I (Donna) recently had a challenging conversation that helped me realize, again, how important listening skills are. Here is the story:
I called an audiologist to have my hearing tested. I have had ringing in my ears for a few years and wanted to have it checked out again. The receptionist eagerly found a time that worked for me and then asked several questions.
“Do you have any insurance and if so what company?” she asked. “Yes, I said,” and attempted to share the insurance company. Before I could finish my answer, she said it didn’t matter which coverage because she would just copy my card when I arrived. She then asked me a few details about the ringing in my ears. I shared one point and she suddenly interrupted me a second time to ask another question.
The third and fourth questions came like lightening. I attempted to answer and each time she interrupted me and finished my sentences, apparently knowing what I was about to say. After a final interruption I thought to myself, “How ironic that I want my hearing tested and the assistant isn’t listening to me!” I felt invisible and found an excuse to end the call.
When I told David my exasperating experience he wondered if the assistant had heard the answers before and wanted to show her competence by answering before I could finish what I was saying. He also wondered if she was bored and just didn’t want to listen because she had “heard it all before.”
Not feeling listed to, I felt unseen and chose to disengage from the call. That experience has made me more aware of how I listen and curious if others feel “listened to” in my presence.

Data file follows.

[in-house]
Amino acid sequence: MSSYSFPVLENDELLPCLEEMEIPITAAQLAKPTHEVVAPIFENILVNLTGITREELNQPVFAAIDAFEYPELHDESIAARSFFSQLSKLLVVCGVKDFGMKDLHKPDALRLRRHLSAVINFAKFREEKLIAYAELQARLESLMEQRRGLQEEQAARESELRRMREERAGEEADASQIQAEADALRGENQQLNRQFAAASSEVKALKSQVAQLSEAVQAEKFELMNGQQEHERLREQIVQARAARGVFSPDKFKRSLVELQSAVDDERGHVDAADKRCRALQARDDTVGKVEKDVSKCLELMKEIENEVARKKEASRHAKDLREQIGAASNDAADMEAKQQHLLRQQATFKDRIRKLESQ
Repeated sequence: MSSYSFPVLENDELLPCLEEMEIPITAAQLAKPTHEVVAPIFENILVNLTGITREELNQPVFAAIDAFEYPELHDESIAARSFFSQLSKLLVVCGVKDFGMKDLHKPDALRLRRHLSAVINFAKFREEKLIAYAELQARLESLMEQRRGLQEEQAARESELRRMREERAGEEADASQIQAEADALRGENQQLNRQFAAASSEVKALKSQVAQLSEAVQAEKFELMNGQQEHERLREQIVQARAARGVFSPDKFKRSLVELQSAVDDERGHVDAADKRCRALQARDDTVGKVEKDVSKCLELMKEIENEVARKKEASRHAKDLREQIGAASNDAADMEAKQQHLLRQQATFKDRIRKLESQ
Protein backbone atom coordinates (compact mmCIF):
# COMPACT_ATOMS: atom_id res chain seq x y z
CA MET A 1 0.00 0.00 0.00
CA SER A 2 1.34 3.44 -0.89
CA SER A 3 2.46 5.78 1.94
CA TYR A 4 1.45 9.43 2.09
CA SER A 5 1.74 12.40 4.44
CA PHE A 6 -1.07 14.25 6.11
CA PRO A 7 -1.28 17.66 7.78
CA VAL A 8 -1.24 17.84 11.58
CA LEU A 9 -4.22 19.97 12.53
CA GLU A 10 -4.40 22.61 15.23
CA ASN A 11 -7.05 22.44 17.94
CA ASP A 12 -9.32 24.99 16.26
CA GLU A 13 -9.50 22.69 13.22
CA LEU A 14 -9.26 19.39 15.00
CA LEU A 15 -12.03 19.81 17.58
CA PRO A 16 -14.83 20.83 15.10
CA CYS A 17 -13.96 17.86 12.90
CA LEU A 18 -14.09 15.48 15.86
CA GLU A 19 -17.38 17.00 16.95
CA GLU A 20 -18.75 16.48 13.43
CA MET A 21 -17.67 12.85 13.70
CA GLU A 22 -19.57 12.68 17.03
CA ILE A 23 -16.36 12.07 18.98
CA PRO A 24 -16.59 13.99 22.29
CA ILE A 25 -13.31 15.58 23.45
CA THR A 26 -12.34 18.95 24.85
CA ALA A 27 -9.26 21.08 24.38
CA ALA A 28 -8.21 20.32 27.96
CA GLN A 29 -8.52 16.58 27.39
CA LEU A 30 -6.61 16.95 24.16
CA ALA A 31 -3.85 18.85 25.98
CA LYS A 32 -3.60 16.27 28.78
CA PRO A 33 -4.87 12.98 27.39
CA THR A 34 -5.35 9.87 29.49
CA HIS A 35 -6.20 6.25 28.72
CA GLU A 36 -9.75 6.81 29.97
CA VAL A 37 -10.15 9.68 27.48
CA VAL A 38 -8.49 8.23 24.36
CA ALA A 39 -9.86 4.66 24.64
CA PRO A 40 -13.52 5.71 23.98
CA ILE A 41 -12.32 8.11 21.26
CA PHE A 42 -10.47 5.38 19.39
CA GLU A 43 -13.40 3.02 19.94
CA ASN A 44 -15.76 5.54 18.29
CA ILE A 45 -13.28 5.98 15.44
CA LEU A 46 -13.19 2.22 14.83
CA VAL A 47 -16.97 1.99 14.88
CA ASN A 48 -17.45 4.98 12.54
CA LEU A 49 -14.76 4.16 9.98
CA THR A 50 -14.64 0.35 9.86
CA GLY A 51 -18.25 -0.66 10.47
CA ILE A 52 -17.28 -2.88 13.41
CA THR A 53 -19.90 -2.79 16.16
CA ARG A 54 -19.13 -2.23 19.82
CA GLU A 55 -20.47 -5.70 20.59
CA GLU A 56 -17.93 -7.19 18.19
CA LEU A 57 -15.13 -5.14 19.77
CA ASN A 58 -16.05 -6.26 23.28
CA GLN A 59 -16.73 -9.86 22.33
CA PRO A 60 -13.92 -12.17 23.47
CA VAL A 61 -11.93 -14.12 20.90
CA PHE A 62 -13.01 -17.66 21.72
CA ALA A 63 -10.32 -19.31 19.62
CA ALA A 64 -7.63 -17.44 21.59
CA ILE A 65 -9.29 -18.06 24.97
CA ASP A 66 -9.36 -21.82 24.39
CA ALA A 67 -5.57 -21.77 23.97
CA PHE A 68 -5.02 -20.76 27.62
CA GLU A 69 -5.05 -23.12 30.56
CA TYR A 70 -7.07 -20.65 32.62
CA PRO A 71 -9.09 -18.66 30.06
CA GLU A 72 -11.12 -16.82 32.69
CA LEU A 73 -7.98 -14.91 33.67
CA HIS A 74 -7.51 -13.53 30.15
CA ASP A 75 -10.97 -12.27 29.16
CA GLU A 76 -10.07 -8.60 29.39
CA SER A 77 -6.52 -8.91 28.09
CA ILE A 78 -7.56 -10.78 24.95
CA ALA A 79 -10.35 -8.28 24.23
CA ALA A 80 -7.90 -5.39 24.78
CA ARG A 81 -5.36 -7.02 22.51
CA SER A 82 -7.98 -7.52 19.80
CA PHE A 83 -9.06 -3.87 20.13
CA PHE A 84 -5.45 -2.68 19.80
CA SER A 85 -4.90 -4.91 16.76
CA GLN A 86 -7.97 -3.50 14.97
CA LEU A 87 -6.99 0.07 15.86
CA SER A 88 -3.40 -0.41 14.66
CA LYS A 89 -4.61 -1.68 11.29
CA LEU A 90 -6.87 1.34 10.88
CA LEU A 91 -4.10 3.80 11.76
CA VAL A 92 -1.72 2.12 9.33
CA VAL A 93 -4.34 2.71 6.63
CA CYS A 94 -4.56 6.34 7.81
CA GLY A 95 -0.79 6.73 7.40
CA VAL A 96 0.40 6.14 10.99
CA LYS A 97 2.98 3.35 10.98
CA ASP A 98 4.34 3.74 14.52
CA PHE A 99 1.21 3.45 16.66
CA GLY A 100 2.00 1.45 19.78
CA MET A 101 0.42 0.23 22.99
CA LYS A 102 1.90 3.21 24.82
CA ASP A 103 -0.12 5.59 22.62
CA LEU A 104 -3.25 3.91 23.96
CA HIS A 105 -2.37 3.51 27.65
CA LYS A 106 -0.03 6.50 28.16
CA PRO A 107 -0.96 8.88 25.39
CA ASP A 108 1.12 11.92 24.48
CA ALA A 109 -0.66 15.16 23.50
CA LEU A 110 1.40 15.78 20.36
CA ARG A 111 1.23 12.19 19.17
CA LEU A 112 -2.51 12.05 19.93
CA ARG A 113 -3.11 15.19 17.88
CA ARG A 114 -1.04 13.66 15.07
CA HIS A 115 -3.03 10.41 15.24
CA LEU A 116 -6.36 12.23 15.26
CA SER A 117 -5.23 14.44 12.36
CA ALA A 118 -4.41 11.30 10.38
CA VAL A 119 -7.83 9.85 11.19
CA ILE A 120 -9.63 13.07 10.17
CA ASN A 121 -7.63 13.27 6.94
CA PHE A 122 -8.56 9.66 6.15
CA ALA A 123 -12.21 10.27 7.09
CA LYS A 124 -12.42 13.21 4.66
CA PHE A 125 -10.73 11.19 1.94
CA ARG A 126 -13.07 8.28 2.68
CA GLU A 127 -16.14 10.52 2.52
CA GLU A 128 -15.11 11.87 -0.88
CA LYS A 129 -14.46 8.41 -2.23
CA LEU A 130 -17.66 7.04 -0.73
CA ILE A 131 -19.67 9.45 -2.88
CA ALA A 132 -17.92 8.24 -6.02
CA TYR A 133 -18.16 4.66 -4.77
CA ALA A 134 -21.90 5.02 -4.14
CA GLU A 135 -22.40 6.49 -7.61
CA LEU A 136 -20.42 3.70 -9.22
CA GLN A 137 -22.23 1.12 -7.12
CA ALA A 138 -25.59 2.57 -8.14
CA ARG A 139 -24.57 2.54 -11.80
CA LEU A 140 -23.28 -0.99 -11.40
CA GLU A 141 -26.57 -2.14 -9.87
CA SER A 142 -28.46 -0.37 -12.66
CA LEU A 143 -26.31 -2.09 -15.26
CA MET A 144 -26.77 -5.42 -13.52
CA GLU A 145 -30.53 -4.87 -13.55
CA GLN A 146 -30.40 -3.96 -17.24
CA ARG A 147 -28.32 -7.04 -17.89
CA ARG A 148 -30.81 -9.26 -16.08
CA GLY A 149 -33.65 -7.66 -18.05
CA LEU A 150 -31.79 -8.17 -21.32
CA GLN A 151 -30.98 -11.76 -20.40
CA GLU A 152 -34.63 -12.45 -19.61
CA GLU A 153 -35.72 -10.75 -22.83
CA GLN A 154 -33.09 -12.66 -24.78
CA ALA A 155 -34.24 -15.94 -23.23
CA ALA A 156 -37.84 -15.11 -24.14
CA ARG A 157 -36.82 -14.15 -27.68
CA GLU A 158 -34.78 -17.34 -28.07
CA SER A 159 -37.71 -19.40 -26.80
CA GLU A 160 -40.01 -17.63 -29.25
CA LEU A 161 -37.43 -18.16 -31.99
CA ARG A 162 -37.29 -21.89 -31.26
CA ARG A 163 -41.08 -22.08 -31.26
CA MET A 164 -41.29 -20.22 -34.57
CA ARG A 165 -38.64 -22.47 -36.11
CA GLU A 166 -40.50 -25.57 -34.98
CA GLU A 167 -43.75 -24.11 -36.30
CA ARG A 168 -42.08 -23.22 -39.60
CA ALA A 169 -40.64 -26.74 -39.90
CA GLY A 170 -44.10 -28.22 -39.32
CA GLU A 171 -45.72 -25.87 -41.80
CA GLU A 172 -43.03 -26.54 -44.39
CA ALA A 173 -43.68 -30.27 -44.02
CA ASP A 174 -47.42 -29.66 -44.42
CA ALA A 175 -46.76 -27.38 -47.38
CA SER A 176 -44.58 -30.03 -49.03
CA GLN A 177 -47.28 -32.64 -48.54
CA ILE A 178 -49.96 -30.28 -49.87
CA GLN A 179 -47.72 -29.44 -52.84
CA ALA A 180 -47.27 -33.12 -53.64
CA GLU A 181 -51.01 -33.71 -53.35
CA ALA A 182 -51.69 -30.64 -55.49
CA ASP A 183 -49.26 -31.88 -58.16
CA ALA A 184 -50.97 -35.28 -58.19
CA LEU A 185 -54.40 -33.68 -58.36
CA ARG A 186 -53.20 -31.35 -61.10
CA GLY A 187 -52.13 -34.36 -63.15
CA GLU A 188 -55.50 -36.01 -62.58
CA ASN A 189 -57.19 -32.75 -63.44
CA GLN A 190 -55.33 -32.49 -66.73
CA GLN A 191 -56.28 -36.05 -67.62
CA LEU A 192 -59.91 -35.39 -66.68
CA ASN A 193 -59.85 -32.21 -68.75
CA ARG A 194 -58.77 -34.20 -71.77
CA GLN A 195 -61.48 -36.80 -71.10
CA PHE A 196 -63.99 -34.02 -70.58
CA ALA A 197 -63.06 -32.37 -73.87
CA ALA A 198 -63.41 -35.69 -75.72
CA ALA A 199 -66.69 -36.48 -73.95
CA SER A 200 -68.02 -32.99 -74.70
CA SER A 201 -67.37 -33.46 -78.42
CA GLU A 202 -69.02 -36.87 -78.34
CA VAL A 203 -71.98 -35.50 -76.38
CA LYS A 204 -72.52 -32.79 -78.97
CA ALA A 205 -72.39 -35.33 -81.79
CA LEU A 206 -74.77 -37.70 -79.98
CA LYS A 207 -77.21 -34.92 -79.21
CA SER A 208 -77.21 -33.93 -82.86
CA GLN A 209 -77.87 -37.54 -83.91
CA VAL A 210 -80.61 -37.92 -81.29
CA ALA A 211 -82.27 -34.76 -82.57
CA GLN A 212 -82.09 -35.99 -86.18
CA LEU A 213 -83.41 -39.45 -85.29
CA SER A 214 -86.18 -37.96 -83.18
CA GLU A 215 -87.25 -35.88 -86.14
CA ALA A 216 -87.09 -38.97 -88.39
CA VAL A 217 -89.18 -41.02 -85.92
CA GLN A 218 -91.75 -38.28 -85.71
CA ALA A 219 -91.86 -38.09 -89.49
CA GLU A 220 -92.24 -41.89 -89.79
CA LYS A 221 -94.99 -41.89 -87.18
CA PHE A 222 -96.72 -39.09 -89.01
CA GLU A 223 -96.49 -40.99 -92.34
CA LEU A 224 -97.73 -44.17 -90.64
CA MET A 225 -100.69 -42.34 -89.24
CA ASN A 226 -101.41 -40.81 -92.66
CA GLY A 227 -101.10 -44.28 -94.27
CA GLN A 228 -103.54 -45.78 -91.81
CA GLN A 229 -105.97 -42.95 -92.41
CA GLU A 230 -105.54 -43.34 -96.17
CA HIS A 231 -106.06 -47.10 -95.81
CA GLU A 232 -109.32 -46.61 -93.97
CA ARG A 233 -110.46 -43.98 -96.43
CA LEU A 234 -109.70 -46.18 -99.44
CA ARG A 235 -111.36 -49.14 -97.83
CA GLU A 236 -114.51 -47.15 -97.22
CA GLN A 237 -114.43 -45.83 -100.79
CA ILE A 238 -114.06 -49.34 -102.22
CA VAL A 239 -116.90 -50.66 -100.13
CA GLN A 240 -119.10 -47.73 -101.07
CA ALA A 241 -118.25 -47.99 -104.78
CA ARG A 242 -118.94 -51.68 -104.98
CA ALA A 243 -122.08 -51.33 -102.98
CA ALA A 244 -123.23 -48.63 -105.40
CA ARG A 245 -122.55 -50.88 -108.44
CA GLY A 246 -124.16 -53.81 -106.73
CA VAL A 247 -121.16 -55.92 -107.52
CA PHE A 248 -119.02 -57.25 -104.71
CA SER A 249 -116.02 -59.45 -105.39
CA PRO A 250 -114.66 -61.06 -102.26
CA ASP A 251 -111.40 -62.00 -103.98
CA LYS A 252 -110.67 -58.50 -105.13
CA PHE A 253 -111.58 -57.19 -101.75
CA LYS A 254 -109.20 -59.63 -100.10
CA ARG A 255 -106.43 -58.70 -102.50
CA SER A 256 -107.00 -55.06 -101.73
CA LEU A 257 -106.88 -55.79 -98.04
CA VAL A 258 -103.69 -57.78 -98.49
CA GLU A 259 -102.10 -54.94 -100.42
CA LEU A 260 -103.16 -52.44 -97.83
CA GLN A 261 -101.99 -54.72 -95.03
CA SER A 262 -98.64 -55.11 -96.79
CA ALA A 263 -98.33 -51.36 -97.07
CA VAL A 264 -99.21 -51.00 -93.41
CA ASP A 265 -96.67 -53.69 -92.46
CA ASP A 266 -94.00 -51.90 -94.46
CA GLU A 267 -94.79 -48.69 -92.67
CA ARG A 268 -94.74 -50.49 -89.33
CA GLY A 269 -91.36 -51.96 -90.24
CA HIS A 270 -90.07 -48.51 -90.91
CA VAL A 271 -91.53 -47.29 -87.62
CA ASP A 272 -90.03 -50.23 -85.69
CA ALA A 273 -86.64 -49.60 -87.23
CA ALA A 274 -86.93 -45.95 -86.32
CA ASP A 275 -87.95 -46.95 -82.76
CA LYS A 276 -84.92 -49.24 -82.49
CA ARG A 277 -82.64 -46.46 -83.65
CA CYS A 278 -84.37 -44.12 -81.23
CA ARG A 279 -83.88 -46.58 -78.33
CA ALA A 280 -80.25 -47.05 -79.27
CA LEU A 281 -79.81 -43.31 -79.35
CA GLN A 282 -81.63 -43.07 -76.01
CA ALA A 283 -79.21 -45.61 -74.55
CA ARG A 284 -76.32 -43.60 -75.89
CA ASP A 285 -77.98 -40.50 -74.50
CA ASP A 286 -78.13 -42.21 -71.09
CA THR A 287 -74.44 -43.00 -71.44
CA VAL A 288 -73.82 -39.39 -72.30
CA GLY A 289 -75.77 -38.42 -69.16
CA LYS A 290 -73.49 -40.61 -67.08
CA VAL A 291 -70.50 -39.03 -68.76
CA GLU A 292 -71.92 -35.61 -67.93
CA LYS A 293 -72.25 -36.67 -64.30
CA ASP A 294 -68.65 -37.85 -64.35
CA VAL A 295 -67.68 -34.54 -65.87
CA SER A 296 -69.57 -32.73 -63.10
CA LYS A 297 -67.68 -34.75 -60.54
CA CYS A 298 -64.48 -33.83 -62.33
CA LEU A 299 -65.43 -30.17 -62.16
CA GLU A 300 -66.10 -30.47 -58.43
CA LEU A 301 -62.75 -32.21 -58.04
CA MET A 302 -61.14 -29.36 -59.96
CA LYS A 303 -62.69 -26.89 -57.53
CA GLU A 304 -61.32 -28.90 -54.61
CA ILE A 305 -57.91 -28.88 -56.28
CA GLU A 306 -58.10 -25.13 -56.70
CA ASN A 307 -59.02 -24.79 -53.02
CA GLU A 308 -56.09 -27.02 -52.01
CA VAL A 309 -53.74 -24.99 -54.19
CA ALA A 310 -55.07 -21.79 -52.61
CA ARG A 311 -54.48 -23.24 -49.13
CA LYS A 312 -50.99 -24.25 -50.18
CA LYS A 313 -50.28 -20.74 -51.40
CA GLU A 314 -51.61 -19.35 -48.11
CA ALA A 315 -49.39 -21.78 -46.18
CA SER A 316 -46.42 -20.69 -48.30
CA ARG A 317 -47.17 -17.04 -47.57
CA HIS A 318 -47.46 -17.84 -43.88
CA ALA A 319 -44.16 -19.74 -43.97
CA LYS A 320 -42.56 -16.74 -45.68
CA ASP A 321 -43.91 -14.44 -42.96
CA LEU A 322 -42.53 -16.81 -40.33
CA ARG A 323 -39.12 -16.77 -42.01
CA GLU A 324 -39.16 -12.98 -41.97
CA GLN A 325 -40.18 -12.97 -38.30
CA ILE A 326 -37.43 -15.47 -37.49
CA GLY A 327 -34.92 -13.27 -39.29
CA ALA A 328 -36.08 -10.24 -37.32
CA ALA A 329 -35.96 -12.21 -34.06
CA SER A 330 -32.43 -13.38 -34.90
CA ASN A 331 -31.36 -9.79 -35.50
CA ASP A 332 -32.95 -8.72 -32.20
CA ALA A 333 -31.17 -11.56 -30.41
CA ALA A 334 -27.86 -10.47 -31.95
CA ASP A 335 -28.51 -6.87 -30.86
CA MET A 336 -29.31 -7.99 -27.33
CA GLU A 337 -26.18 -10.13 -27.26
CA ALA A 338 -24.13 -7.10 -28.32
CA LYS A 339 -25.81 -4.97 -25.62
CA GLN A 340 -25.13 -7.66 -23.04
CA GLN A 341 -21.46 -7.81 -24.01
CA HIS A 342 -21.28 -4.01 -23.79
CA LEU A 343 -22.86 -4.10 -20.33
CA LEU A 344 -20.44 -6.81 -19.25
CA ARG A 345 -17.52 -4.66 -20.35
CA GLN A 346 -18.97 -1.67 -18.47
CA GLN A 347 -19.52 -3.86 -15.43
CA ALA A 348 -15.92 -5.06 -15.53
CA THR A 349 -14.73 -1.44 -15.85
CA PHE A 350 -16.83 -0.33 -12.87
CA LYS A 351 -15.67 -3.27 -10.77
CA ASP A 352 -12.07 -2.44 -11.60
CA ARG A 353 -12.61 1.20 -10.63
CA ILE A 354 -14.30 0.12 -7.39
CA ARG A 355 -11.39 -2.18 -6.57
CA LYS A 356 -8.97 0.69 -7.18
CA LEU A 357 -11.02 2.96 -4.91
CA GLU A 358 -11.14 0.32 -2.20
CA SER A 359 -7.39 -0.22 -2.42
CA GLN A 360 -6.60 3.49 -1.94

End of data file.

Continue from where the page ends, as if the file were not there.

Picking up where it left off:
Have you reflected lately on how you listen to others? Here are a few questions to consider:
- Do you listen with assessment, deciding whether you agree or disagree with what is being shared?
- Do you pretend to listen, waiting for the moment you can jump-in and make a point?
- Do you redirect the conversation back to yourself?
- Do you predict what others will say, justifying your interruptions?
- Do you worry that you will forget what you want to say and interrupt to make your point?
- Do you spend more time preparing to talk, than really listening?
If you listen for who or what is right or wrong, you will listen only for information that supports your point of view. This communication pattern, or lack of communication, keeps the Dreaded Drama Triangle (DDT) going. Other people may feel Persecuted and disengaged, as Donna did.
When you listen deeply to others, you are giving them the gift we all want—to be listened to—which makes it possible to create empowered and trusting relationships that are the basis of TED* (*The Empowerment Dynamic)®. In order to relate to others as Creators, and through the TED* roles of Creator, Challenger, and Coach, you must view the other as valuable and worthy of your time to listen so you can understand their perspective—regardless of whether or not you agree with them or have heard it all before.
Listening in this way allows the other person’s thinking to unfold and requires less energy from you as you listen to understand, rather than listen to respond. When you give your undivided and authentic attention to another, you become a catalyst for their Creator to emerge.
You cannot control how others listen to you. All you can do—and it is a very big thing—is give the gift of listening to others.